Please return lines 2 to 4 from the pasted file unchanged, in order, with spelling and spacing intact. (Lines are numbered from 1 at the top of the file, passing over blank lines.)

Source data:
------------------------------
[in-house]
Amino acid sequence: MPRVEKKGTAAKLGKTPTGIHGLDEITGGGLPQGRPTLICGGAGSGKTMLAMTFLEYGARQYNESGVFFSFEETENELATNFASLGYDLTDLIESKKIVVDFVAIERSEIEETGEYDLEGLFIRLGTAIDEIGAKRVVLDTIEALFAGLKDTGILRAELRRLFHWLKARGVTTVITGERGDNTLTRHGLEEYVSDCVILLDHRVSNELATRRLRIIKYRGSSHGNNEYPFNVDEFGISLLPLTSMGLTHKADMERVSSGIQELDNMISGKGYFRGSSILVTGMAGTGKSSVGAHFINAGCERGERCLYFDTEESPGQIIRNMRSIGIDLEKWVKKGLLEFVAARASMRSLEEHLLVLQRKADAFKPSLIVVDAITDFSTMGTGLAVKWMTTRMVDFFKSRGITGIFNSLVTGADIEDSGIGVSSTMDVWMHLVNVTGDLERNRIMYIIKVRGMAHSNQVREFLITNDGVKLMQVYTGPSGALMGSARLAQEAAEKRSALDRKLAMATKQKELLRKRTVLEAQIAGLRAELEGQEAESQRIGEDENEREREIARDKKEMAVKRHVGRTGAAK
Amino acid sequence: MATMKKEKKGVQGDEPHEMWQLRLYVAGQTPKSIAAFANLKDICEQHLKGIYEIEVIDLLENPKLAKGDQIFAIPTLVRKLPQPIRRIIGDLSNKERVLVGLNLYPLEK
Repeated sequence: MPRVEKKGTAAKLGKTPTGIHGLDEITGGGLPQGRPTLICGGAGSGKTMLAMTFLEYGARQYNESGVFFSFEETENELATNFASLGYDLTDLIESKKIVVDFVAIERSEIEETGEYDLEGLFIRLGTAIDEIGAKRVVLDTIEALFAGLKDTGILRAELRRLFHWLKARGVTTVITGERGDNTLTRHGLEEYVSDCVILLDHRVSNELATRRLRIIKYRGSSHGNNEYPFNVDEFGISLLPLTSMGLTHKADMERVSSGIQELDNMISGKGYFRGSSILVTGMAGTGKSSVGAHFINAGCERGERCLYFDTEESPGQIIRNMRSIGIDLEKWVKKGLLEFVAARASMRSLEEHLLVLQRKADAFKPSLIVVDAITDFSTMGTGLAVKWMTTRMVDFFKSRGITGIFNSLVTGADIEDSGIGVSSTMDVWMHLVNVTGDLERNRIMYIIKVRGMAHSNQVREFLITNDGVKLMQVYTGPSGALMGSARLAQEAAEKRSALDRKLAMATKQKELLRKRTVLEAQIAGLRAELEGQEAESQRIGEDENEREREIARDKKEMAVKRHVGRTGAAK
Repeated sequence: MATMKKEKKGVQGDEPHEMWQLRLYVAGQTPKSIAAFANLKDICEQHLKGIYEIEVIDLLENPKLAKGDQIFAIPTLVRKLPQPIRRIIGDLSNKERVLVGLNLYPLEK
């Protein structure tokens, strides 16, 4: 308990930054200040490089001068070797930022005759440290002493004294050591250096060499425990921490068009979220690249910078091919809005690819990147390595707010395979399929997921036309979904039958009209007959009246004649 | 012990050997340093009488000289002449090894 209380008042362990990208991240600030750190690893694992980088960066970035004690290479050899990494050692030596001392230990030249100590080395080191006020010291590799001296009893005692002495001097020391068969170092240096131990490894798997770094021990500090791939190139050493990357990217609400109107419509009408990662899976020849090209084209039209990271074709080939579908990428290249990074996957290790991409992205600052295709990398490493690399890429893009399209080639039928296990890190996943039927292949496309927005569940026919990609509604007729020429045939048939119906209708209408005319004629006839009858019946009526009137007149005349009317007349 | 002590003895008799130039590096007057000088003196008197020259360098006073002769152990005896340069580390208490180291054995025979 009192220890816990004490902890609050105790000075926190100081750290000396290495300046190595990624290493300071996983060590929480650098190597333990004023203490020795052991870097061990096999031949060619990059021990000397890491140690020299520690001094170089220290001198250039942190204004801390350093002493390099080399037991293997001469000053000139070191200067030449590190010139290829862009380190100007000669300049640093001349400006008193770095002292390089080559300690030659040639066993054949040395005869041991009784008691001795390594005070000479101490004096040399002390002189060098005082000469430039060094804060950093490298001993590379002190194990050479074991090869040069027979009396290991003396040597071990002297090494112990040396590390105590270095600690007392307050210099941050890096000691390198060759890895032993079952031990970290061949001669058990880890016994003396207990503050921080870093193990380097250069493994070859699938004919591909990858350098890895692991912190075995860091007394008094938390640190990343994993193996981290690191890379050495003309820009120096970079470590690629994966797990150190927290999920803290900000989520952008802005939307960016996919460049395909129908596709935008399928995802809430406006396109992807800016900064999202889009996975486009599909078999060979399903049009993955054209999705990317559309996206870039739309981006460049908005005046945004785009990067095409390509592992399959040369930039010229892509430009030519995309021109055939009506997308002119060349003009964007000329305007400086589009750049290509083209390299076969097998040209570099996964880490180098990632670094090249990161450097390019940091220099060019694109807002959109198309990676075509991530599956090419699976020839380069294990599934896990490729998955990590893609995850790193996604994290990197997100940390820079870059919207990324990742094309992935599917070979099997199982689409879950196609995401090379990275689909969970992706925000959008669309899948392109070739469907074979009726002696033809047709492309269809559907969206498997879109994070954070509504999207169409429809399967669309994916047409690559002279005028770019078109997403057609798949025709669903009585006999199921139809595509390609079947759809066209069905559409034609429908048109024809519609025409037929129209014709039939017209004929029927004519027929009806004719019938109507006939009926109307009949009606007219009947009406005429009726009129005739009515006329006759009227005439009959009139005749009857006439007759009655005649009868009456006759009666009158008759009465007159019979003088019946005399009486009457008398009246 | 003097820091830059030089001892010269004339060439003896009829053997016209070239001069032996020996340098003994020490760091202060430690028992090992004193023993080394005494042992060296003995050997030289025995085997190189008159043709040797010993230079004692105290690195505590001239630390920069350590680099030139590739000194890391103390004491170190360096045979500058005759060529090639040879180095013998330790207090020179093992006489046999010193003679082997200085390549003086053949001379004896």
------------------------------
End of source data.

Amino acid sequence: MPRVEKKGTAAKLGKTPTGIHGLDEITGGGLPQGRPTLICGGAGSGKTMLAMTFLEYGARQYNESGVFFSFEETENELATNFASLGYDLTDLIESKKIVVDFVAIERSEIEETGEYDLEGLFIRLGTAIDEIGAKRVVLDTIEALFAGLKDTGILRAELRRLFHWLKARGVTTVITGERGDNTLTRHGLEEYVSDCVILLDHRVSNELATRRLRIIKYRGSSHGNNEYPFNVDEFGISLLPLTSMGLTHKADMERVSSGIQELDNMISGKGYFRGSSILVTGMAGTGKSSVGAHFINAGCERGERCLYFDTEESPGQIIRNMRSIGIDLEKWVKKGLLEFVAARASMRSLEEHLLVLQRKADAFKPSLIVVDAITDFSTMGTGLAVKWMTTRMVDFFKSRGITGIFNSLVTGADIEDSGIGVSSTMDVWMHLVNVTGDLERNRIMYIIKVRGMAHSNQVREFLITNDGVKLMQVYTGPSGALMGSARLAQEAAEKRSALDRKLAMATKQKELLRKRTVLEAQIAGLRAELEGQEAESQRIGEDENEREREIARDKKEMAVKRHVGRTGAAK
Amino acid sequence: MATMKKEKKGVQGDEPHEMWQLRLYVAGQTPKSIAAFANLKDICEQHLKGIYEIEVIDLLENPKLAKGDQIFAIPTLVRKLPQPIRRIIGDLSNKERVLVGLNLYPLEK
Repeated sequence: MPRVEKKGTAAKLGKTPTGIHGLDEITGGGLPQGRPTLICGGAGSGKTMLAMTFLEYGARQYNESGVFFSFEETENELATNFASLGYDLTDLIESKKIVVDFVAIERSEIEETGEYDLEGLFIRLGTAIDEIGAKRVVLDTIEALFAGLKDTGILRAELRRLFHWLKARGVTTVITGERGDNTLTRHGLEEYVSDCVILLDHRVSNELATRRLRIIKYRGSSHGNNEYPFNVDEFGISLLPLTSMGLTHKADMERVSSGIQELDNMISGKGYFRGSSILVTGMAGTGKSSVGAHFINAGCERGERCLYFDTEESPGQIIRNMRSIGIDLEKWVKKGLLEFVAARASMRSLEEHLLVLQRKADAFKPSLIVVDAITDFSTMGTGLAVKWMTTRMVDFFKSRGITGIFNSLVTGADIEDSGIGVSSTMDVWMHLVNVTGDLERNRIMYIIKVRGMAHSNQVREFLITNDGVKLMQVYTGPSGALMGSARLAQEAAEKRSALDRKLAMATKQKELLRKRTVLEAQIAGLRAELEGQEAESQRIGEDENEREREIARDKKEMAVKRHVGRTGAAK